“People will treat [a] pandemic as a causal environmental factor that affects the portfolio of scenarios, rather than articulating a standalone scenario,” adds an operational risk executive at a large UK bank. “If you do a standalone scenario, you end up building an artificial representation.”
Although firms were able to handle well some of the unanticipated consequences of the pandemic – the transition to working from home being a prime example – they felt the underestimation of impact in various areas.
Among these was credit card fraud, when artificial intelligence fraud detection systems were overwhelmed by a large number of false positives, owing to radical changes in customer behaviour patterns, such as shopping online instead of in person. In some cases, banks have had to completely shut down their machine learning-based systems and use manual processes instead.
The speed with which banks are introducing products under government stimulus programmes also increases the risk of conduct-related losses, as they face lawsuits for mis-selling. Banks say there is an increased risk of operational failures associated with processing the surging volumes of loan applications from individuals and small businesses.
Execution risk also increased significantly as financial markets collapsed then rebounded. “The pandemic was a very low-probability scenario in pretty much all firms, and not much thought was put into this scenario – therefore, there was indeed an underestimation of the impacts,” says Marcelo Cruz, a risk management consultant.
One of his clients, a large broker, saw its operational risk morph into credit and market exposures when its system could not match its clients’ orders because of large volumes. The broker had to honour the prices the clients entered, producing a significant financial loss.
“The experience has provided us [with] tremendous information in understanding how a pandemic impacts the world and our customers, as well as the institution itself,” says the op risk quant.
Banks say stress scenario planning for the purposes of operational resilience – which was already a concern of regulators, pre-pandemic – has now risen to the top of their agenda. While most firms have been shown to be resilient during the present crisis, the possibility of a second wave, coupled with a prolonged recession, will mean regulatory scrutiny will intensify.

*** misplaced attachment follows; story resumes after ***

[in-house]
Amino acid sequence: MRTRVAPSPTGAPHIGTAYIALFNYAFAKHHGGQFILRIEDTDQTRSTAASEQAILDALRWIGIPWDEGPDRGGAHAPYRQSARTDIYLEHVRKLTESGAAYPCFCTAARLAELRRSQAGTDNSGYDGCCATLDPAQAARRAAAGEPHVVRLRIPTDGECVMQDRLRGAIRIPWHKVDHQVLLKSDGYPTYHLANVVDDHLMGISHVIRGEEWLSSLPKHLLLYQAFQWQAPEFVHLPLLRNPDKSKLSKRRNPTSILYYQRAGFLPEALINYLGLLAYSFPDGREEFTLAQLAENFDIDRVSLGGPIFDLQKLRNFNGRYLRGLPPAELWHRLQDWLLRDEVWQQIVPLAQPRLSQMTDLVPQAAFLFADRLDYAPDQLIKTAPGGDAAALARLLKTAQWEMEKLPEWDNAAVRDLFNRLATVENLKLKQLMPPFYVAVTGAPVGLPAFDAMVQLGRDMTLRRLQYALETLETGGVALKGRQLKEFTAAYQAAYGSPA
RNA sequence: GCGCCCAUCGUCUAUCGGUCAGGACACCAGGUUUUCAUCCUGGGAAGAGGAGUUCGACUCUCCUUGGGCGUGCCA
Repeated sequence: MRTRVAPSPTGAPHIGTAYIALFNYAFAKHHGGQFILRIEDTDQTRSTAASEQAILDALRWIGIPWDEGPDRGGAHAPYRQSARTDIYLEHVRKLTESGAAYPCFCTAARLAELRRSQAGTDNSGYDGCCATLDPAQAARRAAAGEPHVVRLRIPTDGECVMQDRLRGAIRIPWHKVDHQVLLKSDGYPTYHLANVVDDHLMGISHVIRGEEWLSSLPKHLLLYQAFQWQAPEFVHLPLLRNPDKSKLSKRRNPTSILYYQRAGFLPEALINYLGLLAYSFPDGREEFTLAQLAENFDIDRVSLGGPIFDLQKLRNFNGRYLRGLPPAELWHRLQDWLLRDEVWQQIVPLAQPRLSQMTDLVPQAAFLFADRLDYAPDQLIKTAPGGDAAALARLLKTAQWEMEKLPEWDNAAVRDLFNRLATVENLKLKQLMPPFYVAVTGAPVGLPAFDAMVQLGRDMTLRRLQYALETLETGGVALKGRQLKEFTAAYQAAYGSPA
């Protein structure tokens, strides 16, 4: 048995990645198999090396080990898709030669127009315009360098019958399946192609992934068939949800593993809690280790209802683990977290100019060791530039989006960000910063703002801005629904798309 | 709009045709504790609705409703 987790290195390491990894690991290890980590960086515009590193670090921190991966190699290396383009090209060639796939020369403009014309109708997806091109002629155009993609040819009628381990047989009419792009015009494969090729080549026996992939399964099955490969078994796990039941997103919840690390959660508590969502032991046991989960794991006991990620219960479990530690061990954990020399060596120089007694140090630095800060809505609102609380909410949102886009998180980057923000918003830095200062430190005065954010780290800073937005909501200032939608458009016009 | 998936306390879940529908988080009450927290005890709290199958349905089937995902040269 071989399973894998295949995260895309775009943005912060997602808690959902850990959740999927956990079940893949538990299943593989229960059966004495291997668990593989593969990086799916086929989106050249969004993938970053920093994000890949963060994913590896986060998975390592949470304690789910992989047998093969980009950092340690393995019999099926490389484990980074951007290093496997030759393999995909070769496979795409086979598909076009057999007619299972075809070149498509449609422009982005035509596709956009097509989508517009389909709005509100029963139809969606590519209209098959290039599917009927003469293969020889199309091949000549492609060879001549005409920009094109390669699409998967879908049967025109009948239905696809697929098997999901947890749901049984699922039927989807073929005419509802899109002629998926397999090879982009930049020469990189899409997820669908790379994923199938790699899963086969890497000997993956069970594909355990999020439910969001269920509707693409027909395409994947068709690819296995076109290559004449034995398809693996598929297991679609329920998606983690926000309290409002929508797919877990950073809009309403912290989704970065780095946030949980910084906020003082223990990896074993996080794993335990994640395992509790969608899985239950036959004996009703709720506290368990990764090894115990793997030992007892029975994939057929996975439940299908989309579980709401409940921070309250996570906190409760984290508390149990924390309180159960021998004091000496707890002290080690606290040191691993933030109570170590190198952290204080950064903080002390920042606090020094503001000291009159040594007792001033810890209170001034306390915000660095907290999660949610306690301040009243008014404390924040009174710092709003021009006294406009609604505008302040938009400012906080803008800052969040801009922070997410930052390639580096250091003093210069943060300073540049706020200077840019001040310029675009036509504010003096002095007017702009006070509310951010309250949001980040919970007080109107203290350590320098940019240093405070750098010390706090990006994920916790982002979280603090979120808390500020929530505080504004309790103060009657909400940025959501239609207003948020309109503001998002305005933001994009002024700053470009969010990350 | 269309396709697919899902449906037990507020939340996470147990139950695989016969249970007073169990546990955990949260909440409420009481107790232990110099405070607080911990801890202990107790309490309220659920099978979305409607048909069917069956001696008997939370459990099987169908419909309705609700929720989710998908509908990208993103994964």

Last year, the Basel Committee on Banking Supervision signalled its intention to update its operational resilience principles, and the US Federal Reserve had plans to issue its own guidance. But those steps had not been taken when Covid-19 struck. In the absence of fully fledged resilience programmes, banks have had to fall back on existing business continuity plans that are designed to address point-in-time situations, rather than the long-term events that are unfolding today.
“The ideal scenario would have been to build an op resilience framework and then … a chance to test the framework. But no-one’s finished with the framework, so we got locked into crisis management,” says Sam Lee, head of operational risk for Europe, the Middle East and Africa at Sumitomo Mitsui.
While banks have come through with little intervention so far, they expect regulators to make the push to address resilience with renewed vigour over the coming months.
“At the macro op resilience level, which is where all regulators want to get to, it’s going to be an interesting exercise which transcends individual banks. What they’ll be doing is make sure the banks have finished their op resilience framework,” concludes Lee.
Risk Technology Awards 2020